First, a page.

As soon as possible, get a good set of pictures taken of any injuries, even if the police have already taken.  Many times, once police make the decision to arrest the suspect, they are not going to take much care in gathering evidence that might disprove their guilt. So even if you the police took pictures of the injuries, get another set of pictures as soon as possible. This is a priority because most injuries will quickly disappear.

If you are in jail, make a formal written request for pictures of the injuries or a formal written request for a medical attendant who will document the injuries. Have your lawyer make follow-up phone calls to make sure the pictures actually got taken.

Also, whether in jail or not, make your own (additional) written and photographic documentation of your injuries and of your story.  Write on all of the documents they are directed to your lawyer – as lawyer -client “work product.”

The district attorney may still – upon review – reject the case. If that happens that will be the end of the criminal case in virtually all circumstances. Still, she should keep in mind that the district attorney does have a year in misdemeanor cases and three years in felony cases to reconsider filing the case. But again, this doesn’t happen very often.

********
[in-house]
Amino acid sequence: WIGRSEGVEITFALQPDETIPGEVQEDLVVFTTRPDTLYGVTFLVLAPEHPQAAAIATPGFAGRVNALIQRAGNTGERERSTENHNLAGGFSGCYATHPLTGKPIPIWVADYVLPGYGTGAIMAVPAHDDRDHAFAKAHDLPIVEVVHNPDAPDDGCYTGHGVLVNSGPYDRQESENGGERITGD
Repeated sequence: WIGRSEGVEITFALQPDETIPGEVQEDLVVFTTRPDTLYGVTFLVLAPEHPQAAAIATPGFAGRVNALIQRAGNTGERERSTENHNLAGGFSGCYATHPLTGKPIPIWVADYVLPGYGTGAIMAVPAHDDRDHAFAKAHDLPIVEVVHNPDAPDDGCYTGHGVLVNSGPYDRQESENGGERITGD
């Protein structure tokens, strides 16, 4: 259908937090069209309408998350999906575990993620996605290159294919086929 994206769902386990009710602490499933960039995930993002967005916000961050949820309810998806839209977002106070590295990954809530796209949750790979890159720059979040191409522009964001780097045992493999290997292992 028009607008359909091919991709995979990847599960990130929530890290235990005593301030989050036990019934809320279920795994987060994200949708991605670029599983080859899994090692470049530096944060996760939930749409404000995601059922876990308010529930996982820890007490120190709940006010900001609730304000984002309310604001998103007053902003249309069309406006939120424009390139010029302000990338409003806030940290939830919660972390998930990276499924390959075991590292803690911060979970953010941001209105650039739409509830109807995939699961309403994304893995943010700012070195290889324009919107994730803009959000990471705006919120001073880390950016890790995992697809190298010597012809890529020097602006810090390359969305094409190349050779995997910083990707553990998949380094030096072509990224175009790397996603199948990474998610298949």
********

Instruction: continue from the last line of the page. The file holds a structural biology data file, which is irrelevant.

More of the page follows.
It’s also important to keep in mind that even though criminal charges are not filed, if you were booked and fingerprinted, a criminal record (rap sheet) has been created.  You should take immediate steps to file a Petition to Seal – Expunge the record to remove the arrest record.

Also remember there is still the family court case to worry about. The real perpetrator may take advantage of your arrest to push for custody or other orders against you in family court. Though the case in family court won’t be as strong as if the district attorney had filed charges, the perpetrator can still use the arrest and accompanying police report to sway proceedings in family court to his/her favor.

If the district attorney does file charges ask for the penal code numbers of the charges that will be filed against you and get the date and time of the first court appearance.

If charges are being filed against you here are four key elements to keep in mind: